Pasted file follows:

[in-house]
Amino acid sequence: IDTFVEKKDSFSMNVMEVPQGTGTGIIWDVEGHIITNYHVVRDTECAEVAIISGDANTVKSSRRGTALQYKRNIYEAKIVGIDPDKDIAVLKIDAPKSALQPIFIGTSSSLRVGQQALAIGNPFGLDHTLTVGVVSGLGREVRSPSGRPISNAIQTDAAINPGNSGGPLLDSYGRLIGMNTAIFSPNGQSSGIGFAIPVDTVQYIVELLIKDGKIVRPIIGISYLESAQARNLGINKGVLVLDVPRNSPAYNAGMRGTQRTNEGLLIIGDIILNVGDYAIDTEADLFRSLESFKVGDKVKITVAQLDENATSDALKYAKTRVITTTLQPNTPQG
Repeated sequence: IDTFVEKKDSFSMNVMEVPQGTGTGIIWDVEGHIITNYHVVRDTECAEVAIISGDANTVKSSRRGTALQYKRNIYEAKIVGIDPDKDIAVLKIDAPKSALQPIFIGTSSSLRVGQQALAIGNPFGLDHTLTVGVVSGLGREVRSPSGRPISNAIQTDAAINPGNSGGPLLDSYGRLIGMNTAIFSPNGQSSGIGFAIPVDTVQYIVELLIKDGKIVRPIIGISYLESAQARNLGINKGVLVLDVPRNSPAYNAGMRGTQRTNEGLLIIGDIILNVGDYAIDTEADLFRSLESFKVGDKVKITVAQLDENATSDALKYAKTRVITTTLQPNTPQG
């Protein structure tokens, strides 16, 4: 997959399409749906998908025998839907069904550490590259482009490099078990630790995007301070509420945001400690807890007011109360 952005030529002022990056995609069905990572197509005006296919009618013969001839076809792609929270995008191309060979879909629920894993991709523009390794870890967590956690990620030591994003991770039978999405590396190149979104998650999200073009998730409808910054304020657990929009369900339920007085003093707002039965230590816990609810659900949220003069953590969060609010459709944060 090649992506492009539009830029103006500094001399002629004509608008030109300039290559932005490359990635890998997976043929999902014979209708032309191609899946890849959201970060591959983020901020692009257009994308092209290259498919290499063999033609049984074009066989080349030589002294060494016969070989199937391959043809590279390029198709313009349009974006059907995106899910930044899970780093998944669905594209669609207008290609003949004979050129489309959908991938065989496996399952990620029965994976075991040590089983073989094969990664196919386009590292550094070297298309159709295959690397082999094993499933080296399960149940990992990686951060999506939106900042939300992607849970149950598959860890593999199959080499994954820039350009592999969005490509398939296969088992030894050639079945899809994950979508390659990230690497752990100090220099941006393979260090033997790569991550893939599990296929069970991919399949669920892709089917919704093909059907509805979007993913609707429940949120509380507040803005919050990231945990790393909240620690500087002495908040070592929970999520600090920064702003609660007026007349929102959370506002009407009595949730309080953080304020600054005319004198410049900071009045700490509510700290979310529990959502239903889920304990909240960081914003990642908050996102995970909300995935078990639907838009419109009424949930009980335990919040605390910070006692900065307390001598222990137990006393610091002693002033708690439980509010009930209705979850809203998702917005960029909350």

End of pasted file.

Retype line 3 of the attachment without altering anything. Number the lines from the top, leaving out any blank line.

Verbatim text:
Repeated sequence: IDTFVEKKDSFSMNVMEVPQGTGTGIIWDVEGHIITNYHVVRDTECAEVAIISGDANTVKSSRRGTALQYKRNIYEAKIVGIDPDKDIAVLKIDAPKSALQPIFIGTSSSLRVGQQALAIGNPFGLDHTLTVGVVSGLGREVRSPSGRPISNAIQTDAAINPGNSGGPLLDSYGRLIGMNTAIFSPNGQSSGIGFAIPVDTVQYIVELLIKDGKIVRPIIGISYLESAQARNLGINKGVLVLDVPRNSPAYNAGMRGTQRTNEGLLIIGDIILNVGDYAIDTEADLFRSLESFKVGDKVKITVAQLDENATSDALKYAKTRVITTTLQPNTPQG